Doug Harrison
Visual C++ MVP

Jun 27 '08 #6
On Tue, 20 May 2008 19:34:39 +0500, "Abubakar" <q@y.comwrote :
>I have written something like:

void AddDate (int day, int month, int year, int daystoadd)
{
tm mt;
mt.tm_sec = 1;
mt.tm_min = 1;
mt.tm_hour = 1;
mt.tm_wday = day;
mt.tm_mon = month - 1;
mt.tm_year = year - 1900;
mt.tm_mday = day;

time_t tmptime = mktime (&mt);
tm * srctime = localtime (&tmptime);

char buf[100];
strftime (buf, 100, "%d/%m/%Y", srctime);
printf("%s + %d = ", buf, daystoadd);
// add days ...
srctime->tm_mday += daystoadd;
time_t finaldate = mktime (srctime);

strftime (buf, 100, "%d/%m/%Y", localtime (&finaldate)) ;
printf("%s", buf);

}

If there are any problems with the code please let me know.
There's no point in setting tm_wday, because mktime calculates its value
from the other fields and overwrites it. Also, you need to set tm_isdst to
one of the values documented as meaningful for it.

--
Doug Harrison
Visual C++ MVP
Jun 27 '08 #7
Ok cool. Thanks for the help.

...ab
There's no point in setting tm_wday, because mktime calculates its value
from the other fields and overwrites it. Also, you need to set tm_isdst to
one of the values documented as meaningful for it.

--
Doug Harrison
Visual C++ MVP
Jun 27 '08 #8
Abubakar wrote:
I have written something like:

void AddDate (int day, int month, int year, int daystoadd)
{
tm mt;
mt.tm_sec = 1;
mt.tm_min = 1;
mt.tm_hour = 1;
mt.tm_wday = day;
mt.tm_mon = month - 1;
mt.tm_year = year - 1900;
mt.tm_mday = day;

time_t tmptime = mktime (&mt);
So now you have a time_t. If you aren't worried about leap seconds, then
just add 24*60*60 to the time_t (which is measured in seconds) for each day.
tm * srctime = localtime (&tmptime);

char buf[100];
strftime (buf, 100, "%d/%m/%Y", srctime);
printf("%s + %d = ", buf, daystoadd);
// add days ...
srctime->tm_mday += daystoadd;
time_t finaldate = mktime (srctime);

strftime (buf, 100, "%d/%m/%Y", localtime (&finaldate)) ;
printf("%s", buf);

}

If there are any problems with the code please let me know.

Regards,

..ab

"Doug Harrison [MVP]" <ds*@mvps.orgwr ote in message
news:or******** *************** *********@4ax.c om...
>On Mon, 19 May 2008 10:56:16 +0500, "Abubakar" <q@y.comwrote :
>>>The mktime function takes a broken-down local time value
represente d as a
struct tm, normalizes the struct fields, and returns a time_t.

yes but how can it help me add days to my own specified date ?

For example, add x number of days to the tm_mday field before calling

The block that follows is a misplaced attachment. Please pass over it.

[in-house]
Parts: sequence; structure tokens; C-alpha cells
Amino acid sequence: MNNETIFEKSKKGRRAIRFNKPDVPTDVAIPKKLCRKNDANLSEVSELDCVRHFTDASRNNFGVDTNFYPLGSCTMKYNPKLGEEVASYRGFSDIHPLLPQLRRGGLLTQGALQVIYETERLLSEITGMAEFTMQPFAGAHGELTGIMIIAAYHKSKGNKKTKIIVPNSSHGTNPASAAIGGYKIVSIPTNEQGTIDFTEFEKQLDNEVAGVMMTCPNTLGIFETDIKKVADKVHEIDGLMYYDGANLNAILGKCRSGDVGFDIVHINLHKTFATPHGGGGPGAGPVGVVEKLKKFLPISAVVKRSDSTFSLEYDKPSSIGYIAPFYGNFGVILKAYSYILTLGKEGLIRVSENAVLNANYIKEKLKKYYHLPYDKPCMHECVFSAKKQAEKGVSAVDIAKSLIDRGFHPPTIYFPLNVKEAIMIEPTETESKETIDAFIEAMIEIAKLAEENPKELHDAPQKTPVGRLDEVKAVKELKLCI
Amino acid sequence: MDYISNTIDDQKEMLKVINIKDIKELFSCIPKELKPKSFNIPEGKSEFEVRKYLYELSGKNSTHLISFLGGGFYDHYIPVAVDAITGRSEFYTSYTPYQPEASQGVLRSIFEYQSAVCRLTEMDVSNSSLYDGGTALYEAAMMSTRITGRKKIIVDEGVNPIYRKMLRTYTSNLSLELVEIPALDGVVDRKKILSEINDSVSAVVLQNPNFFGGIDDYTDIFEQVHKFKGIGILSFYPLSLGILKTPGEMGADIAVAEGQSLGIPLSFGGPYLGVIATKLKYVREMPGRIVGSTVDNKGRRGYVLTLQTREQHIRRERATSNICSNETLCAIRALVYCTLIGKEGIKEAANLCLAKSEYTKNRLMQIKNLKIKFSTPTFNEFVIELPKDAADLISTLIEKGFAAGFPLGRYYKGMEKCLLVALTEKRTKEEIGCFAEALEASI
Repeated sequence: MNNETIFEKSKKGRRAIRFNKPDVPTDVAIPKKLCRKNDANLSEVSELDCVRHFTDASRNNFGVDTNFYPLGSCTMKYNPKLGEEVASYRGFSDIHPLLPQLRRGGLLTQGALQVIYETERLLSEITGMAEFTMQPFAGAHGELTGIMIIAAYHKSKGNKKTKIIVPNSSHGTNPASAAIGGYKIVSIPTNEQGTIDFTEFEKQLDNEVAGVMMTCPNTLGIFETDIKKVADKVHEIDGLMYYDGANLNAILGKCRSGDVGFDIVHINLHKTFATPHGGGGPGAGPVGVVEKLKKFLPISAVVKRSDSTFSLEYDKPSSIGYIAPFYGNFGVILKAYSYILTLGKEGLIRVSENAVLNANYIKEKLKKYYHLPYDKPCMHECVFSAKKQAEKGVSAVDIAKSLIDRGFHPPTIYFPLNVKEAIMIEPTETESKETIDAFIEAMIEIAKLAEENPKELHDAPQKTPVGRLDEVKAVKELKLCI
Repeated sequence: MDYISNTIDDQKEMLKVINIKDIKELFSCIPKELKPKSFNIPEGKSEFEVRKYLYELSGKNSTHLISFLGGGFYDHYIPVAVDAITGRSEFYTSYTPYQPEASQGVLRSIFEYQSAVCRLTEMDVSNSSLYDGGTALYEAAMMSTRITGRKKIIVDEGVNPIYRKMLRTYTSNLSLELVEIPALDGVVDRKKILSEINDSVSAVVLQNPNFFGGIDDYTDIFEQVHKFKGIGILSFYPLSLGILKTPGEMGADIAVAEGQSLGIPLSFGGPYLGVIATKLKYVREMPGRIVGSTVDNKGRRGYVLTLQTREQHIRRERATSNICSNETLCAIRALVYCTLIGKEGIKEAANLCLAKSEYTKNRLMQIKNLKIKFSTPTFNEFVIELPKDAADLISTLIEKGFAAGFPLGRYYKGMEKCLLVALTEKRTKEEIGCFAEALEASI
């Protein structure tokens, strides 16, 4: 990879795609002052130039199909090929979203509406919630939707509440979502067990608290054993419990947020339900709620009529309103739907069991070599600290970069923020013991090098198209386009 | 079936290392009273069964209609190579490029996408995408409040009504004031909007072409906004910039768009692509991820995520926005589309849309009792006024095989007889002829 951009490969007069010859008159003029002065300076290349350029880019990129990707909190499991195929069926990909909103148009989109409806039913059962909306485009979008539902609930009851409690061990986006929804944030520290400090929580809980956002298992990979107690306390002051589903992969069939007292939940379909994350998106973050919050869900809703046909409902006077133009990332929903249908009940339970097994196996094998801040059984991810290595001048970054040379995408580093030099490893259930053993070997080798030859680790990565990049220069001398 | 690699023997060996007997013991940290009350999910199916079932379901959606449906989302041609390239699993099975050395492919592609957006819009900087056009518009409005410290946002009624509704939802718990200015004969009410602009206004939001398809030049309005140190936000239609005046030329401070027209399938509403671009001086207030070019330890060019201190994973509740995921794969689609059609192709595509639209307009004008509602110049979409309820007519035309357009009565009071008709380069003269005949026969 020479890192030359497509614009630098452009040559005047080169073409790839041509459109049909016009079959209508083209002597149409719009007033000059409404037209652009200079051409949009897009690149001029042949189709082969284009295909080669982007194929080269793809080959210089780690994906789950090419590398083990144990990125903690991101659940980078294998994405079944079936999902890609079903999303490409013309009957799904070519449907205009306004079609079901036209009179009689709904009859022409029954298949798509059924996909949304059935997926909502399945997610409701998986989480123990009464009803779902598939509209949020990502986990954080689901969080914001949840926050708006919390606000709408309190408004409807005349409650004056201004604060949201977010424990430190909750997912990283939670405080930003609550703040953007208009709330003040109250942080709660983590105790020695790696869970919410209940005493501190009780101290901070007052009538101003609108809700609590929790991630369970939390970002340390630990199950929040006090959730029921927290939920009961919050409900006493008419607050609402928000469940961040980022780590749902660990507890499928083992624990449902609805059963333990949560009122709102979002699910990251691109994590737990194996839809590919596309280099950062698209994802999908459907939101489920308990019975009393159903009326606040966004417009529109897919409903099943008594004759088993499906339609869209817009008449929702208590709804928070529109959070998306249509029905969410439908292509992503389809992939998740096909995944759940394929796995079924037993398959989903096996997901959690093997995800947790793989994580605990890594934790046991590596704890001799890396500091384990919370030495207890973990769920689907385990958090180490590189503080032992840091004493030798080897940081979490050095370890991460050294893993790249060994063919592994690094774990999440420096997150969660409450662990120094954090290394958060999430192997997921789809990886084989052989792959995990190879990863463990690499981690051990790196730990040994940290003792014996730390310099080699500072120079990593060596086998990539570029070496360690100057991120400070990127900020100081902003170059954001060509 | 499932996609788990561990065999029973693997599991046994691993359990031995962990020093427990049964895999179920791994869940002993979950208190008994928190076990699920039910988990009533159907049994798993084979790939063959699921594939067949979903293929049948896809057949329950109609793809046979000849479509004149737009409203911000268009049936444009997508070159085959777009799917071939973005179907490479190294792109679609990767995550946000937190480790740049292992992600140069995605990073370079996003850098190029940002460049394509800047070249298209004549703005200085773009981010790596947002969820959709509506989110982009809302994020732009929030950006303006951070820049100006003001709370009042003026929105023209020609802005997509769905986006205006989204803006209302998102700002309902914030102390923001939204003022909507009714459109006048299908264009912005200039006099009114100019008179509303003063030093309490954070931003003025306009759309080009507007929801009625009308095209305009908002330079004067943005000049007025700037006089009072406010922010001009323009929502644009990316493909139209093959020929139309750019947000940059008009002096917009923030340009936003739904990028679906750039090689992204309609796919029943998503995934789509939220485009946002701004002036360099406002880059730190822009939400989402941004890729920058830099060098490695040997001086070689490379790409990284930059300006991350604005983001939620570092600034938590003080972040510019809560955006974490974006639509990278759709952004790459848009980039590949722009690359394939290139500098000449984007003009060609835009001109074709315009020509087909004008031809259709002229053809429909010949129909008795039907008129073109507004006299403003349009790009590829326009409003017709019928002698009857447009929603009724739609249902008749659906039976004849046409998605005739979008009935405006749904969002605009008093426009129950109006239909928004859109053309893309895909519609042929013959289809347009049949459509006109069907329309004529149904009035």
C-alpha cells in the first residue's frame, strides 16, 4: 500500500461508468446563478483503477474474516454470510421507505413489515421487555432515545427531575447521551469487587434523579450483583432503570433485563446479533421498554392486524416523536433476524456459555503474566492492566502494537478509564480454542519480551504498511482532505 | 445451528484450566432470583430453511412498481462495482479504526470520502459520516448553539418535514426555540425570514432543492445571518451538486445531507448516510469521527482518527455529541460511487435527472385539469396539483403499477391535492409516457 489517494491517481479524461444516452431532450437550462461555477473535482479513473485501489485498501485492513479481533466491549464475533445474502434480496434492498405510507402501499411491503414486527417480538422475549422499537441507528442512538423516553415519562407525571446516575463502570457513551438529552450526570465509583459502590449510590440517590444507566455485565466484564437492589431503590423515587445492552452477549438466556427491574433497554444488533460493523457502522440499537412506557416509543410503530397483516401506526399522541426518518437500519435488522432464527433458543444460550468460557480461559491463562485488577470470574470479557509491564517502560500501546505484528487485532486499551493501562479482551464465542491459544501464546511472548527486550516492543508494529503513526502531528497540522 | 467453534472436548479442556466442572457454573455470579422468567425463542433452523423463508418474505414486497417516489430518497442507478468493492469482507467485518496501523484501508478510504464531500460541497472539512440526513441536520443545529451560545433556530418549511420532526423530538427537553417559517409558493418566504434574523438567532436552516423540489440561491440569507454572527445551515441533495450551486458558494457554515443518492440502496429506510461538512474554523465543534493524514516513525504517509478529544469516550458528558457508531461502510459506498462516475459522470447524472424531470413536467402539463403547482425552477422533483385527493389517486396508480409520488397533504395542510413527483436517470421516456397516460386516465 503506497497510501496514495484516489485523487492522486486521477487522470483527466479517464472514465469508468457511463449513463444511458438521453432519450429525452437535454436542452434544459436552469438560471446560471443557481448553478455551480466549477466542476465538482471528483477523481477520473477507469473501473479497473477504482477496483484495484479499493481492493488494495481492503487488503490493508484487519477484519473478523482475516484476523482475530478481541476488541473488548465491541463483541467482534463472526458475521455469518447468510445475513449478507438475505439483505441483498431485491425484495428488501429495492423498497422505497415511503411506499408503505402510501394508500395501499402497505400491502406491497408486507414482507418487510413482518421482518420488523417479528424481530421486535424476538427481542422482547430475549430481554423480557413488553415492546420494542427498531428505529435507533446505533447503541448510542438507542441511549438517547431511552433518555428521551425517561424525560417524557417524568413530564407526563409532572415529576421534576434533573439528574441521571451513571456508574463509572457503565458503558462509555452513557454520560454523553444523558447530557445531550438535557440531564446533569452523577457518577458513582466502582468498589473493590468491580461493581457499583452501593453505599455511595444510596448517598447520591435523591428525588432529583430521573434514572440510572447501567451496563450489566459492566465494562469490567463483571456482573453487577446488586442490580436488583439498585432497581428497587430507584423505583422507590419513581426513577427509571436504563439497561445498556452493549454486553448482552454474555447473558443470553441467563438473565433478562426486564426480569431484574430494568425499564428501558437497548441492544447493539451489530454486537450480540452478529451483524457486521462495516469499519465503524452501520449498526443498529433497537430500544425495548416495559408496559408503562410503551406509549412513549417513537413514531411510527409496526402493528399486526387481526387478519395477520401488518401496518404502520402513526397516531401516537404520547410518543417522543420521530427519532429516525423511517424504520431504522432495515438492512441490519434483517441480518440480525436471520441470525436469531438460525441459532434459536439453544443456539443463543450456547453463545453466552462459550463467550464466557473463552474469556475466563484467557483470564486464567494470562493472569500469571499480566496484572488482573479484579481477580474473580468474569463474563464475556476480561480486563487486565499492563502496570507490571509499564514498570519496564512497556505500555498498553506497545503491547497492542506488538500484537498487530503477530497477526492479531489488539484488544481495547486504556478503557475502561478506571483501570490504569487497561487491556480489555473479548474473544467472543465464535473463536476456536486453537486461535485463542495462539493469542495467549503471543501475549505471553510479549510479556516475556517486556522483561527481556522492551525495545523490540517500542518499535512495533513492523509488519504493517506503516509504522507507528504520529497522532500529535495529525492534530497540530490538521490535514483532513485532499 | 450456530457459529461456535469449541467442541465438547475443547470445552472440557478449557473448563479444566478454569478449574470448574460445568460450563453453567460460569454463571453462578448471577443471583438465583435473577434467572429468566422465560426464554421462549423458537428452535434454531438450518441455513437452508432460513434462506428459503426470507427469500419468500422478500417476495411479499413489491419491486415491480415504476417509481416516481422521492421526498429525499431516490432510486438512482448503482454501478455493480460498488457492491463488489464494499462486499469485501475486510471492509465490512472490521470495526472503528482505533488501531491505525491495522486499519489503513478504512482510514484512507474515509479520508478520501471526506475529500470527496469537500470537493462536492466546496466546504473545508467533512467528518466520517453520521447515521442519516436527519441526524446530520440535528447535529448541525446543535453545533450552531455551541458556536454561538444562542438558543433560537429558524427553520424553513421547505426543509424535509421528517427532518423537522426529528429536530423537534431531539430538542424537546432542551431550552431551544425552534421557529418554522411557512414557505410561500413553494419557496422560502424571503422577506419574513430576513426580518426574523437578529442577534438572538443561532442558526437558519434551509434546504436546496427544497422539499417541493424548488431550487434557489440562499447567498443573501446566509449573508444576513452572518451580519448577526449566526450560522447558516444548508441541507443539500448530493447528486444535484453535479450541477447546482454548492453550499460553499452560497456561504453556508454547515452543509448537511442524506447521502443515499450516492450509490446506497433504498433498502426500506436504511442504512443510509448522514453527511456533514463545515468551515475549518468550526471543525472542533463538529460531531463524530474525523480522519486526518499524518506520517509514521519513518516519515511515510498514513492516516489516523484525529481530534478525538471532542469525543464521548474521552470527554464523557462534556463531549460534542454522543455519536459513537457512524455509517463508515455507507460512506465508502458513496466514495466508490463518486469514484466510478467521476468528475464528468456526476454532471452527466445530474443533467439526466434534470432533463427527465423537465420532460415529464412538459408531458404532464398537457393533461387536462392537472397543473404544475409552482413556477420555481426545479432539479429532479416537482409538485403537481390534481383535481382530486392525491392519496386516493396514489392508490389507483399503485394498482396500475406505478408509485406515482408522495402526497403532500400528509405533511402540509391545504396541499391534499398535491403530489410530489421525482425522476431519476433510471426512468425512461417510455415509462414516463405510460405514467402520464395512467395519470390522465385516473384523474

mktime. Although your thread subject mentions time_t, your original
post talked about a broken down time in your own format, which you
can easily express as a struct tm for use with mktime. If you
actually have time_t values, you can convert them to struct tm with
localtime or gmtime. --
Doug Harrison
Visual C++ MVP

Jun 27 '08 #9

This thread has been closed and replies have been disabled. Please start a new discussion.

Similar topics

1
25754
by: Anand CS | last post by:
Hi All I have question regarding time data structures... I have 64 bit unsigned microsecond resolution (unsigned __int64 for windows/and unsigned long long for others) variable. It stores the microsoconds elapsed since the Epoch... I want to convert this time into a string form.... AFAIK normally the procedure from a time_t structure to string format is something like...convert time_ to struct tm using localtime method......
4
2518
by: Dave Sinkula | last post by:
I have been told conflicting advice. Please offer comments regarding the following. ===== I visited Ben Pfaff's "When are casts appropriate?" page. http://www.msu.edu/~pfaffben/writings/clc/casts.html I mentioned to Ben Pfaff that a potential addition of an appropriate use of a cast was when comparing to the result of the time() function (and another
7
20485
by: John J. Hughes II | last post by:
Is there a better way of doing this? DateTime startTime = new DateTime(1970,1,1,0,0,0,0); TimeSpan currTime = DateTime.Now - startTime; UInt32 time_t = Convert.ToUInt32(Math.Abs(currTime.TotalSeconds)); Regards, John
0
1280
by: Zwyatt | last post by:
I have the following code (simplified here): #include <time.h> class A { public: char *aString; int aNum; time_t aTime; }
0
1456
by: Zwyatt | last post by:
having a really weird little bug w/ time_t...check it out: I have the following code (simplified here): #include <time.h> class A { public: char *aString; int aNum;
8
12346
by: Henrik Goldman | last post by:
I have strings like "2006-03-26 21.51" which I would like to convert into time_t. I know that the string is in localtime. So far I've written the following code: time_t LocalTimeFromString(string str) { struct tm t; memset(&t, 0, sizeof(t));
18
3931
by: Sven | last post by:
Hi, I found a strange behaviour when using the time() function from time.h. Sometimes when it is called, it does not show the correct time in seconds, but an initial value. This time seem to be the time when the program was started the first time. My platform is a DEC machine with Tru64 onboard. A possible explanation could be, that the time() function is called